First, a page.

Jim Cannon

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About Jim Cannon

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    '63 Riv Tech Advisor

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    Young Harris, GA


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    I learned to sail when I was 10 years old. I am an Eagle Scout. I have always had The Knack for repairing things mechanical and electrical. I learned Spanish on the streets of Miami from the children of Cuban refugees. I can tread water for hours with my hands and feet bound. I am a recognized expert on the 1963 Buick Riviera. My hands work independently of each other, allowing me to do two things at once with them (such as remove or tighten nuts or bolts).

    I once constructed a "bicycle built for two" with the riders sitting back-to-back, just to show it could be done. I spent a week traveling up the Amazon River by boat. I swim with piranha. In my spare time I build model bridges with wooden match sticks. I love to teach science to Second Graders, and tutor Physics and Calculus to High School students. I played golf twice and decided it was not very challenging, so I dropped it. I cook award-winning Churrasco.

    I collect music from the 20s and 30s on original 78 rpm records and play it on my three vintage Victrolas. I don't perspire. I can throw playing cards across the room with deadly accuracy. I was the 11th caller, and I could name that tune. Jimmy Carter and I built houses together all over the world. I successfully kept hummingbirds in my aviary; zoos consult me on their care.

    I restored my first horseless carriage when I was 14 years old, something that I enjoy to this day. I learned to drive a car with a clutch on a 1929 Ford; the car sits in my garage to this day. I'm completely ambidextrous, which allows me to paint a house in half the time. Despite rumors to the contrary, I have never infiltrated a secret Russian air base outside Moscow. I hunt quail on the pampas of Uruguay. My work was instrumental in understanding how much damage had occurred during the accident at Three Mile Island. To entertain myself, I recite Burns aloud. I am no longer welcome at the Palms in Vegas.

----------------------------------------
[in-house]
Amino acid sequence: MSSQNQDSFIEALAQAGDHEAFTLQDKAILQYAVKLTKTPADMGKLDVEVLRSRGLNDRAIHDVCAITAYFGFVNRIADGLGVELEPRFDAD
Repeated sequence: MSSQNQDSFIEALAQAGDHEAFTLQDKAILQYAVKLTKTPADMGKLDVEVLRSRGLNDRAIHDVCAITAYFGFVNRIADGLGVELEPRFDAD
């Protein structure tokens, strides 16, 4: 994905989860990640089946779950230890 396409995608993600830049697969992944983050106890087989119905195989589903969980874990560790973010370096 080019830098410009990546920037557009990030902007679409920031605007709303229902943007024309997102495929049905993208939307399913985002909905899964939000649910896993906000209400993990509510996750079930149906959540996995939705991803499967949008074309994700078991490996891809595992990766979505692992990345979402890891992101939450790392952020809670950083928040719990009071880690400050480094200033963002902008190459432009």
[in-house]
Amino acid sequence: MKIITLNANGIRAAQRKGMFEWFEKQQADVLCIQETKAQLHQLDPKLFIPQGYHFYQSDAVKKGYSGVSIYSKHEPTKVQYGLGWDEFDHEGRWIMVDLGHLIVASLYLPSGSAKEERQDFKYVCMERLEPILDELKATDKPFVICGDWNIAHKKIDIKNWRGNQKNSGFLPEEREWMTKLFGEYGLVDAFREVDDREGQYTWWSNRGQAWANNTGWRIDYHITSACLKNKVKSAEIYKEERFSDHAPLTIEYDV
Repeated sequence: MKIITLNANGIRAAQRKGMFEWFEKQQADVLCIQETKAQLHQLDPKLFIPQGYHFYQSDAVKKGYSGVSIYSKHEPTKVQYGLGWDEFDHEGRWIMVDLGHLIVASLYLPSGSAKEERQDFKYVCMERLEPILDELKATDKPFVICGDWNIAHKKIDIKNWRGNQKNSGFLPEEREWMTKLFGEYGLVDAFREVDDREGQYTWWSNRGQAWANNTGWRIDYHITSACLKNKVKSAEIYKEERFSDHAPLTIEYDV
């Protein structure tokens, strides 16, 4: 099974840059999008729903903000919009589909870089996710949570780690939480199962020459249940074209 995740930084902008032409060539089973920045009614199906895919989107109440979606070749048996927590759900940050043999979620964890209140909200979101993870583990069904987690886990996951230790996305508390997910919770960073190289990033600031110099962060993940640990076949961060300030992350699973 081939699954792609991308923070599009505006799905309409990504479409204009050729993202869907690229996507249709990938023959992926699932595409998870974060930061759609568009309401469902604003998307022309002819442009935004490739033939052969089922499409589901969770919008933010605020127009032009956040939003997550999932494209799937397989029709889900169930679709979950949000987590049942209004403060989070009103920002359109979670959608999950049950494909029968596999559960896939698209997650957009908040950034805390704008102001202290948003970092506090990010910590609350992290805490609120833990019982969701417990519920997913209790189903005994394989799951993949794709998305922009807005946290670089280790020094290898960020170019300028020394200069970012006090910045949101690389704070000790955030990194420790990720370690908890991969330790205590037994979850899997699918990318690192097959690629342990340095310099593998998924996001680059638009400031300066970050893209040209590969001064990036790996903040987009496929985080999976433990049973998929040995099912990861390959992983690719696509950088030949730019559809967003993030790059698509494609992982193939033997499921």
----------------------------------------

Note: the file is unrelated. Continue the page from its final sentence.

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  1. I don't think it's the jets/rods. Damage to them would be quite obvious. Make sure the carb bowl gasket is not interfering with either float. Make sure you are measuring the float height at the correct place. Make sure there is no fuel in either float. Shake it and listen for liquid sloshing around in it.
  2. OK, well then I guess you should add a proportioning valve to the setup and dial the pressure back on the rear axel a bit. You need to test on the road, on dry surface, with hard braking. That shifts the weight forward off of the rear tires, so you need less pressure back there.
  3. Yes, the solenoid is mounted to the side of the starter. If it was bench tested, then the solenoid should have been attached. It throws the starter drive gear out to engage with the flywheel ring gear. The starter solenoid is installed near the exhaust manifold, so it gets hot. The grease inside the solenoid cylinder dries out with time. So when the starter is rebuilt, it is a good idea to clean and grease the plunger inside the solenoid cylinder so that it all slides freely. Your rebuilder should have done that. HTH.